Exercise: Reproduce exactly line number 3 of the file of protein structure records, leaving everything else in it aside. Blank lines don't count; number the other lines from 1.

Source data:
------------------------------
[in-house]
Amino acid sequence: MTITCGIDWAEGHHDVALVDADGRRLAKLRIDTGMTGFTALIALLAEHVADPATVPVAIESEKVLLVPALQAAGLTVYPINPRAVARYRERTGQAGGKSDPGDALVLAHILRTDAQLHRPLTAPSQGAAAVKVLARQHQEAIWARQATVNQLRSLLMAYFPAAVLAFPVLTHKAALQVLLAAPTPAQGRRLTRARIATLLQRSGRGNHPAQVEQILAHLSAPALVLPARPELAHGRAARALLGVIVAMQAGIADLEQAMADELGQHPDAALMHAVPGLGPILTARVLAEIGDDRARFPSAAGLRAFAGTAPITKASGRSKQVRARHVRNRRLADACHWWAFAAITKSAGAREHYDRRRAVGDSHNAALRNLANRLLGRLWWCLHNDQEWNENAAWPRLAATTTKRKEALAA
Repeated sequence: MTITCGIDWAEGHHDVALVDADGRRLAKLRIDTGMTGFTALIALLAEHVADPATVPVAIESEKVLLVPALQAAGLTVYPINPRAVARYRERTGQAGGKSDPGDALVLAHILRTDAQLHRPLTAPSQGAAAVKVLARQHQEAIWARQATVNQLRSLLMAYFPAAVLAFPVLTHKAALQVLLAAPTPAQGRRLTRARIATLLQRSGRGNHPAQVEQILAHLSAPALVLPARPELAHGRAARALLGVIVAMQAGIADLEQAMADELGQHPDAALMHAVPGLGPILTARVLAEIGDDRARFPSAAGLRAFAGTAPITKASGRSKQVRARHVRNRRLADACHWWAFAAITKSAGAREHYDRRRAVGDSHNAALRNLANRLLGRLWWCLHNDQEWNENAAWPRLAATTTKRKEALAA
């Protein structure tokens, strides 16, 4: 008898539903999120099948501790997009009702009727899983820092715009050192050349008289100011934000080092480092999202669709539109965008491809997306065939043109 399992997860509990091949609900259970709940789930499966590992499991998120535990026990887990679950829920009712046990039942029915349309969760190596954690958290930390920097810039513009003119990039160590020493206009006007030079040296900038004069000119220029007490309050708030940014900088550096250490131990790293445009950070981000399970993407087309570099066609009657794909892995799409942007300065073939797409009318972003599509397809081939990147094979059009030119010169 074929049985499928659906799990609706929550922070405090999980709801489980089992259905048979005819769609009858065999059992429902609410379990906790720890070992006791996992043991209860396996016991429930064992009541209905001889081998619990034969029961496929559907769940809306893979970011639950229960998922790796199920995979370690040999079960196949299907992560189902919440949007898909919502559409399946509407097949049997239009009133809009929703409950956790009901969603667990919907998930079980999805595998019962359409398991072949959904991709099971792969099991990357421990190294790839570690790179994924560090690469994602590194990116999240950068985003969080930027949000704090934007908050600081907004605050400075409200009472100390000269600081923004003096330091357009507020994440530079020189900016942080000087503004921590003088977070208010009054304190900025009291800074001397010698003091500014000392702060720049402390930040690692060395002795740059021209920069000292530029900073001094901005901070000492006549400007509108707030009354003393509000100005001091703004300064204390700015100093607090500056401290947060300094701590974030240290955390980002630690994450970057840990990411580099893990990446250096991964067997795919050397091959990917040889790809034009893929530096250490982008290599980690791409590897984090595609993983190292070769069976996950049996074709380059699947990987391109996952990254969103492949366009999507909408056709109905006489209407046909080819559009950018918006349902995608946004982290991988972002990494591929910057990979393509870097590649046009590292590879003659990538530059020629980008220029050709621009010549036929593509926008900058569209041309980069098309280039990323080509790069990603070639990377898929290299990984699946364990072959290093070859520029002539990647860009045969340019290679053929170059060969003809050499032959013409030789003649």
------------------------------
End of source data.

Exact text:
Repeated sequence: MTITCGIDWAEGHHDVALVDADGRRLAKLRIDTGMTGFTALIALLAEHVADPATVPVAIESEKVLLVPALQAAGLTVYPINPRAVARYRERTGQAGGKSDPGDALVLAHILRTDAQLHRPLTAPSQGAAAVKVLARQHQEAIWARQATVNQLRSLLMAYFPAAVLAFPVLTHKAALQVLLAAPTPAQGRRLTRARIATLLQRSGRGNHPAQVEQILAHLSAPALVLPARPELAHGRAARALLGVIVAMQAGIADLEQAMADELGQHPDAALMHAVPGLGPILTARVLAEIGDDRARFPSAAGLRAFAGTAPITKASGRSKQVRARHVRNRRLADACHWWAFAAITKSAGAREHYDRRRAVGDSHNAALRNLANRLLGRLWWCLHNDQEWNENAAWPRLAATTTKRKEALAA